I wasn't in New Orleans for The Observer this time. Columnist Tom Sorensen and I split coverage of the road games while our two beat writers, Charles Chandler and David Scott, attend all of them. But here's how it looked in front of the TV to me as I count up the traditional postgame "5 things I didn't like."
1. Fumblin’ and bumblin’. DeAngelo Williams’ fumble at the 2 that resulted in a Saints TD late in New Orleans’ 30-20 win over Carolina was the game’s most egregious error.
Williams has had a serious case of fumble-it is this season compared to past years: No.34 lost only one fumble in his first three seasons and now has lost three in 2009. (And Williams also had two passes in his hands right around the goal line against the Saints and dropped both of them -- ouch).
But DeAngelo – who to be fair also scored both Panther TDs, gained 149 yards rushing and has clearly surpassed Steve Smith as the Panthers' best offensive player -- wasn’t the only one having trouble with the ball. Jonathan Stewart lost a fumble, too. And Jake Delhomme, on a fourth-down play with three minutes left when you absolutely have to get rid of the ball, instead held it too long, got sacked and lost a fumble.
2. Clock management on the Panthers' final drive. After Williams’ fumble, Carolina was down 30-20. The Panthers got a gorgeous 46-yard pass from Delhomme to Smith, who had done little until then.
But then, on first-and-goal from the New Orleans 8 with less than a minute to go and no timeouts, the Panthers actually called a running play. DeAngelo didn’t score and Jake had to spike the ball on second down with only 25 seconds left. Then, he threw two incompletions and it was “Game over.”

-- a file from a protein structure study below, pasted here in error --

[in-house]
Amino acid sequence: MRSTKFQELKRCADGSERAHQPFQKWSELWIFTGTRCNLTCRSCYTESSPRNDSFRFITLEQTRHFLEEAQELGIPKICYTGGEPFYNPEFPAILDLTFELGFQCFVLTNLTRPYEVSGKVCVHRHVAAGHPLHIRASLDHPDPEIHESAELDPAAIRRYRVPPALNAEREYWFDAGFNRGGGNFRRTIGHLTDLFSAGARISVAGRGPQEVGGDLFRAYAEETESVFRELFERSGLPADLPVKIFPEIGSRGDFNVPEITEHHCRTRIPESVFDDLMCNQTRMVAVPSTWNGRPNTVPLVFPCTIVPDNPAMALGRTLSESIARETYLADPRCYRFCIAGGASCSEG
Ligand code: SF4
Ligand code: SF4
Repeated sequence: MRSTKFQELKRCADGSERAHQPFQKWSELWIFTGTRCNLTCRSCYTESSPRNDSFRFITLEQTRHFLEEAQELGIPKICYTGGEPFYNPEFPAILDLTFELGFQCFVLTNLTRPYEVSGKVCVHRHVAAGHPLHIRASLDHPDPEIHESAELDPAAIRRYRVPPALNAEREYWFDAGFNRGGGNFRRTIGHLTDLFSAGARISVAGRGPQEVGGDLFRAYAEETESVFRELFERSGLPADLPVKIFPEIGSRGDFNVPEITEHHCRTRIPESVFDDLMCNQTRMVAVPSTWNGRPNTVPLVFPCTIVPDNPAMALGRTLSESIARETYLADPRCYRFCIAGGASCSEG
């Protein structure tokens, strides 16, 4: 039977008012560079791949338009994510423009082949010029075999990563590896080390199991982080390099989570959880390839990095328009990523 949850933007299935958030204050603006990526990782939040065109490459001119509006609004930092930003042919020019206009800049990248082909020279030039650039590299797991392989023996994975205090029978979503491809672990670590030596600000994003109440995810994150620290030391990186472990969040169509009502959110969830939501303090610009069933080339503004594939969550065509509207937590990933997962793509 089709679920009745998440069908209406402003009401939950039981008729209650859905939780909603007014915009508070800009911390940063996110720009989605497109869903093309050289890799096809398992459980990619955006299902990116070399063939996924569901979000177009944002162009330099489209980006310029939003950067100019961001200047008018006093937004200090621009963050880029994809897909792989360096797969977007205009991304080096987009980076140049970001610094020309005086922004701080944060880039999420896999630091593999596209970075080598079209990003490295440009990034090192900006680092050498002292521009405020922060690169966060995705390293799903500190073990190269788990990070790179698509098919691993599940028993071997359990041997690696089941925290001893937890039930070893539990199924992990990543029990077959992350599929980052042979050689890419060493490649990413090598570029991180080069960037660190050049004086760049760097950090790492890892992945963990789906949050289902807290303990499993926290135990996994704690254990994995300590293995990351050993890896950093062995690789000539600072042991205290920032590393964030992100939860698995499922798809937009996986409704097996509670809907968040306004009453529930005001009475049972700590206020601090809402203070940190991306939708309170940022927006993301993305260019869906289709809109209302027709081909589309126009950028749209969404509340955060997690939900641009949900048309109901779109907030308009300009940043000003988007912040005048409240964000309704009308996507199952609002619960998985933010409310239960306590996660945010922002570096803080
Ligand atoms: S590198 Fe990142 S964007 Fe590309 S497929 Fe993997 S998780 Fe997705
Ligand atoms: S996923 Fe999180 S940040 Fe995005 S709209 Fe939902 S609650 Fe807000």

I’m OK with the decision to try to get the TD there rather than kick the field goal and hope for both an onside kick and a Hail Mary. But a running play with no timeouts? C’mon. (And why did Delhomme run the last two drives from under center rather than in the shotgun? Just doesn't make sense to me).
3. Julius Peppers was completely nullified by the Saints after a month-long explosion. He had no sacks and really was no factor. And, as we all know, he got paid $1 million for those 60 minutes.
4. Delhomme’s short leash. OK, so John Fox is interested in resurrecting Jake, not benching him. But for three quarters Fox mostly tried to work around his QB (much as the Panthers did successfully last week against Arizona). Jake had only thrown 12 passes in the first three quarters.
I know the Panthers like to run the ball, but this isn’t college football and they aren’t Navy. You can’t hide your quarterback forever. Even though the third-and-10 draw play worked a few times, Delhomme needed to get a chance to throw the ball a little more. If he's going to play, let him play.
5. Second-half pass defense. The Panthers’ D played a wonderful first half and was the main reason whhy Carolina led 17-6 at halftime. New Orleans’ vaunted offense got to the red zone three times and only got two field goals out of it, and Carolina’s defense set up one of those TDs with a Jon Beason fumble recovery at the New Orleans 11.
But in the second half, the Saints' long pass plays started to multiply, and Drew Brees (330 passing yards) looked like the best player on the field again. Carolina got outscored 24-3 in the second half, faltering down the stretch like an average team does against a very good team and wasting a whole lot of good plays in this 10-point loss that really was a lot closer than the final score indicates.
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